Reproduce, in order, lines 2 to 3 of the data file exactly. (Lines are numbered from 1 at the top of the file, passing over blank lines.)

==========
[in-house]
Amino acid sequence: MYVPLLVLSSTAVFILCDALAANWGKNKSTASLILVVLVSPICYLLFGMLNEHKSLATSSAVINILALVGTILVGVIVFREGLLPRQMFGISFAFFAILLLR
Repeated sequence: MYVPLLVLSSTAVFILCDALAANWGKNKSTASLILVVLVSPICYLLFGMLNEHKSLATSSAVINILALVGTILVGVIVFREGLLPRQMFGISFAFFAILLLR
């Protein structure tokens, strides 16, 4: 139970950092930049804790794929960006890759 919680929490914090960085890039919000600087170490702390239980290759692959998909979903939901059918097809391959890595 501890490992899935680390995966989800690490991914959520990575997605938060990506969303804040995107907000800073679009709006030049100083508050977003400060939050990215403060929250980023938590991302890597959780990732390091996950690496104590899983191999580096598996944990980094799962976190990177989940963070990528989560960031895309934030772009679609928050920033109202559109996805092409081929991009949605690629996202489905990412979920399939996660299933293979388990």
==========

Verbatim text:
Amino acid sequence: MYVPLLVLSSTAVFILCDALAANWGKNKSTASLILVVLVSPICYLLFGMLNEHKSLATSSAVINILALVGTILVGVIVFREGLLPRQMFGISFAFFAILLLR
Repeated sequence: MYVPLLVLSSTAVFILCDALAANWGKNKSTASLILVVLVSPICYLLFGMLNEHKSLATSSAVINILALVGTILVGVIVFREGLLPRQMFGISFAFFAILLLR